A Quick Look at the Unix Operating System

What is an Operating System?
An operating system is a program that provides an interface between hardware and users ... and so much more.

Hardware Examples

Examples of Operating Systems

What is Unix?

Files & Directories
Unix files and directories are very much like files and directories (folders) in Windows and MacOS.

Basic Commands
All commands must be typed exactly right, or they will fail (or do something other than what you want).
Unix is case sensitive; it matters very much whether a letter is upper case (capital) or lower case (small).

Redirecting I/O
Instead of input coming from the keyboard or output going to the terminal, they can be redirected from or to a file.

Root Directory
The root directory (which is denoted by a slash /) is the topmost directory; all other directories are subdirectories of it.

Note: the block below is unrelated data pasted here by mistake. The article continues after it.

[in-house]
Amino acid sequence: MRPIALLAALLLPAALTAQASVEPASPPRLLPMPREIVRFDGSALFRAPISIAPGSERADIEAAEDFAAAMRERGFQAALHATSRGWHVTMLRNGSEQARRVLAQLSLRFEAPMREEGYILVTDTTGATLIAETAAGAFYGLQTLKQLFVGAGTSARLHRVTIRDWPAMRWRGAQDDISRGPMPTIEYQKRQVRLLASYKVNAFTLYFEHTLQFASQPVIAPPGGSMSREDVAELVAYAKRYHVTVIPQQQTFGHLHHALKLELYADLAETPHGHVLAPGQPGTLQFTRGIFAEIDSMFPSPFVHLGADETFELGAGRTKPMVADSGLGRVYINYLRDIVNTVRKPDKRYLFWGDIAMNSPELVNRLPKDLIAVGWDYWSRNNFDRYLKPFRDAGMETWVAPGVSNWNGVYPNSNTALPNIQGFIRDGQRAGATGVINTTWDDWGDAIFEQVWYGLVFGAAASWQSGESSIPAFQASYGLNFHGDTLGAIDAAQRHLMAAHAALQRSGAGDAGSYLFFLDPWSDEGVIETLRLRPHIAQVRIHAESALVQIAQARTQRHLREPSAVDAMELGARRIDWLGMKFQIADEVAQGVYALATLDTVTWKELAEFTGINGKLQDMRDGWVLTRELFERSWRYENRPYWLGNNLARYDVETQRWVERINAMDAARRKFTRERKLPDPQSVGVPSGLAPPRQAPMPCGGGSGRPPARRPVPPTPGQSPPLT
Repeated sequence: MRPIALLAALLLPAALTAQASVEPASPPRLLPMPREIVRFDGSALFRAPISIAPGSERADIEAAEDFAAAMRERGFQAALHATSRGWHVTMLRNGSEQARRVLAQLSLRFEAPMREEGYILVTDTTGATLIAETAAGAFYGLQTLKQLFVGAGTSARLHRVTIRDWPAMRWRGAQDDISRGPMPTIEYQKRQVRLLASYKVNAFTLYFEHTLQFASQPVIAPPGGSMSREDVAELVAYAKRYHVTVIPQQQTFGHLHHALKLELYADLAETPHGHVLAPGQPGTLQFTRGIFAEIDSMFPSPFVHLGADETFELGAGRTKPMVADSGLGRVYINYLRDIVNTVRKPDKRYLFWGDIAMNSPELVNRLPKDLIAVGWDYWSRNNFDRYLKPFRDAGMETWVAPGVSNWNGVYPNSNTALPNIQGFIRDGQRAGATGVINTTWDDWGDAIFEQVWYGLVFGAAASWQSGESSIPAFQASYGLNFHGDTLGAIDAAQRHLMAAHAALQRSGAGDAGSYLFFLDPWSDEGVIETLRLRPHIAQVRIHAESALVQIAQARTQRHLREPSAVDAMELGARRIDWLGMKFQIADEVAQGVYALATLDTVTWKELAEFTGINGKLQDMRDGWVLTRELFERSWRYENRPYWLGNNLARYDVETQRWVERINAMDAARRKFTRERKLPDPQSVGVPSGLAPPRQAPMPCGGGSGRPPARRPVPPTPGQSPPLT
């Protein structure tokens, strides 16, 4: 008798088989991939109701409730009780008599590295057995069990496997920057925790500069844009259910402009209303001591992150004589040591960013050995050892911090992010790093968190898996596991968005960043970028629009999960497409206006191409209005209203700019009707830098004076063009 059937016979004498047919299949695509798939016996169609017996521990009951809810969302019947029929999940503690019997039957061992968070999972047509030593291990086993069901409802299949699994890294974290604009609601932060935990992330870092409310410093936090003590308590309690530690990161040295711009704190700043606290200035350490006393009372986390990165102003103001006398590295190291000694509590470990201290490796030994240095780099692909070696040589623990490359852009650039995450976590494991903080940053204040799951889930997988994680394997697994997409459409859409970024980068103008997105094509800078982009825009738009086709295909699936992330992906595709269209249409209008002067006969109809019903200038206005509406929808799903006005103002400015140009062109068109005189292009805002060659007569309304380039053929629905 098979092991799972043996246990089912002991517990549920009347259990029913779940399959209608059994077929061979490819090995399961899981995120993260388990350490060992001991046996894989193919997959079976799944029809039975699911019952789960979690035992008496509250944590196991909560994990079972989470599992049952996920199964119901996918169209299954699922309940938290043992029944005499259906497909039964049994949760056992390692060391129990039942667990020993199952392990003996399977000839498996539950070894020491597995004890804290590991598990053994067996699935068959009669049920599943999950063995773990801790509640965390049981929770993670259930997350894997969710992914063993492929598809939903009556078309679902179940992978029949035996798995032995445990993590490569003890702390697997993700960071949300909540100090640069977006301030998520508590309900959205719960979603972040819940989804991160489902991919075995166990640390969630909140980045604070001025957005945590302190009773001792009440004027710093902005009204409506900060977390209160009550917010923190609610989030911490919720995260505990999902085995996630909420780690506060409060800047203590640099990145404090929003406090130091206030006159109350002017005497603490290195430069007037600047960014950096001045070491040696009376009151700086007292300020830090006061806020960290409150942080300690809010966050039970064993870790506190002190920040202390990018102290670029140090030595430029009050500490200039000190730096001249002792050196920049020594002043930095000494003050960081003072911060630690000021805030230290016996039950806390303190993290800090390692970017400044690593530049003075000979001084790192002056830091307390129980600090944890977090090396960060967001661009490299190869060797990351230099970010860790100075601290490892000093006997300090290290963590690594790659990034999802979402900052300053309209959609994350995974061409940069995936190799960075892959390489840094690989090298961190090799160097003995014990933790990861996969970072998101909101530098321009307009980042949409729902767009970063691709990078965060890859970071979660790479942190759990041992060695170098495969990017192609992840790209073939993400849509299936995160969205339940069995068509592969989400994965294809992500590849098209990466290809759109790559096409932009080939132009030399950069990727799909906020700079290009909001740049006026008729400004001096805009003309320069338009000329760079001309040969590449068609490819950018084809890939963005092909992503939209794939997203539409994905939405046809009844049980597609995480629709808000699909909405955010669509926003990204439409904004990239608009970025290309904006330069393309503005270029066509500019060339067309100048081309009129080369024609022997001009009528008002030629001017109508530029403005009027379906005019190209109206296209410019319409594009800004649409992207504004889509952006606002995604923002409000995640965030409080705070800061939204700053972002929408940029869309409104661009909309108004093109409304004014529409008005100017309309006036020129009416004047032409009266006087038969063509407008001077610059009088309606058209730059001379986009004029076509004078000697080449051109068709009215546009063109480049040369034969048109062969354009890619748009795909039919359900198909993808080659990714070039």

It's like the "My Computer" icon in Windows 98/NT, or like the desktop in MacOS.

Directory Paths
The full name of a directory, starting from the root, is called a path. The full name of a file is its path, a slash and its filename. So, if a user neeman has a home directory
in which there's a subdirectory CS1313, and in the CS1313 subdirectory is a file named mynumber.f90, then the path of mynumber.f90 is
and the file's full name is

Special Directories

Asterisks indicate parts of a filename that could be anything.

File Permissions
The person who owns a file gets to decide who can read it, who can write to it, and, if it's an executable, who can execute (run) it.

Paul DuBois, Using csh & tcsh. O'Reilly & Associates, 1995.
Daniel Gilly, Unix in a Nutshell, System V edition. O'Reilly & Associates, 1992.
Rebecca Thomas & Jean Yates, A User Guide to the Unix System. Osborne/McGraw-Hill, 1982.